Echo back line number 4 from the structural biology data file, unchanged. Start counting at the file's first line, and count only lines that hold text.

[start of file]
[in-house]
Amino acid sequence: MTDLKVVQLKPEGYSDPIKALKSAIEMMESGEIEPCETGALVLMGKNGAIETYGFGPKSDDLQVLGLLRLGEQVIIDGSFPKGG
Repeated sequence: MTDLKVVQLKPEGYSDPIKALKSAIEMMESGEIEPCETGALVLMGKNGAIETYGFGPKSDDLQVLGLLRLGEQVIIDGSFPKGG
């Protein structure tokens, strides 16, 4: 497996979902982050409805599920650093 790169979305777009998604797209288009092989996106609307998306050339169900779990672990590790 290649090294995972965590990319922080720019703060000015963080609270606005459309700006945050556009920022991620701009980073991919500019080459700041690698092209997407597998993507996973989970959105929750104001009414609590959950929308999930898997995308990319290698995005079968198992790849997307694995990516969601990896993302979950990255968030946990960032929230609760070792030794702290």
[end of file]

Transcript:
């Protein structure tokens, strides 16, 4: 497996979902982050409805599920650093 790169979305777009998604797209288009092989996106609307998306050339169900779990672990590790 290649090294995972965590990319922080720019703060000015963080609270606005459309700006945050556009920022991620701009980073991919500019080459700041690698092209997407597998993507996973989970959105929750104001009414609590959950929308999930898997995308990319290698995005079968198992790849997307694995990516969601990896993302979950990255968030946990960032929230609760070792030794702290």